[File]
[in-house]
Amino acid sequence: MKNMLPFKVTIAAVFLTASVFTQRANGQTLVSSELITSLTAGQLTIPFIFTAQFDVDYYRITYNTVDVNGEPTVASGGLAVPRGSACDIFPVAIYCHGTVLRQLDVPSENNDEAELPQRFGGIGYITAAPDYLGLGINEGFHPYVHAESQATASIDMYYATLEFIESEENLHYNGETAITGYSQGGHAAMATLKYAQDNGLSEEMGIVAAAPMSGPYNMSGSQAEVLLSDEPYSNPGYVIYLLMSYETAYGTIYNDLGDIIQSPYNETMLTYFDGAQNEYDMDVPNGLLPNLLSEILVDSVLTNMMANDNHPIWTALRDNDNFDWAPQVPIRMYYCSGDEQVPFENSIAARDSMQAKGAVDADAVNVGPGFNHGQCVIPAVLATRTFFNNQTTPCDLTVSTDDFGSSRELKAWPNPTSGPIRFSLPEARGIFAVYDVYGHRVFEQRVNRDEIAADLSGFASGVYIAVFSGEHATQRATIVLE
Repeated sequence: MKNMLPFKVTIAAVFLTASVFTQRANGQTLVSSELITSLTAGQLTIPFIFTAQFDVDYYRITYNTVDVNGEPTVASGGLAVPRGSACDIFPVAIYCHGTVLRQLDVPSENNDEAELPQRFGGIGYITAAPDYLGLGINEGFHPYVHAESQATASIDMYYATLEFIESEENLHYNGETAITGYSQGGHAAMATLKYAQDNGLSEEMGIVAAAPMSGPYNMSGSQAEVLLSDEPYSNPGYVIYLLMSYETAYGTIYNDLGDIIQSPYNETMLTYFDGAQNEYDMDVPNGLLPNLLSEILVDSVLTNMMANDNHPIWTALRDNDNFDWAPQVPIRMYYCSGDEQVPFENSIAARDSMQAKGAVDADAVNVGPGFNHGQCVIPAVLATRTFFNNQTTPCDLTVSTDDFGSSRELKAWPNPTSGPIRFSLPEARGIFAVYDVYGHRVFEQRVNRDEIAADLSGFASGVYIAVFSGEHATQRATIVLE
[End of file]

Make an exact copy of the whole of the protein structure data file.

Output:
[in-house]
Amino acid sequence: MKNMLPFKVTIAAVFLTASVFTQRANGQTLVSSELITSLTAGQLTIPFIFTAQFDVDYYRITYNTVDVNGEPTVASGGLAVPRGSACDIFPVAIYCHGTVLRQLDVPSENNDEAELPQRFGGIGYITAAPDYLGLGINEGFHPYVHAESQATASIDMYYATLEFIESEENLHYNGETAITGYSQGGHAAMATLKYAQDNGLSEEMGIVAAAPMSGPYNMSGSQAEVLLSDEPYSNPGYVIYLLMSYETAYGTIYNDLGDIIQSPYNETMLTYFDGAQNEYDMDVPNGLLPNLLSEILVDSVLTNMMANDNHPIWTALRDNDNFDWAPQVPIRMYYCSGDEQVPFENSIAARDSMQAKGAVDADAVNVGPGFNHGQCVIPAVLATRTFFNNQTTPCDLTVSTDDFGSSRELKAWPNPTSGPIRFSLPEARGIFAVYDVYGHRVFEQRVNRDEIAADLSGFASGVYIAVFSGEHATQRATIVLE
Repeated sequence: MKNMLPFKVTIAAVFLTASVFTQRANGQTLVSSELITSLTAGQLTIPFIFTAQFDVDYYRITYNTVDVNGEPTVASGGLAVPRGSACDIFPVAIYCHGTVLRQLDVPSENNDEAELPQRFGGIGYITAAPDYLGLGINEGFHPYVHAESQATASIDMYYATLEFIESEENLHYNGETAITGYSQGGHAAMATLKYAQDNGLSEEMGIVAAAPMSGPYNMSGSQAEVLLSDEPYSNPGYVIYLLMSYETAYGTIYNDLGDIIQSPYNETMLTYFDGAQNEYDMDVPNGLLPNLLSEILVDSVLTNMMANDNHPIWTALRDNDNFDWAPQVPIRMYYCSGDEQVPFENSIAARDSMQAKGAVDADAVNVGPGFNHGQCVIPAVLATRTFFNNQTTPCDLTVSTDDFGSSRELKAWPNPTSGPIRFSLPEARGIFAVYDVYGHRVFEQRVNRDEIAADLSGFASGVYIAVFSGEHATQRATIVLE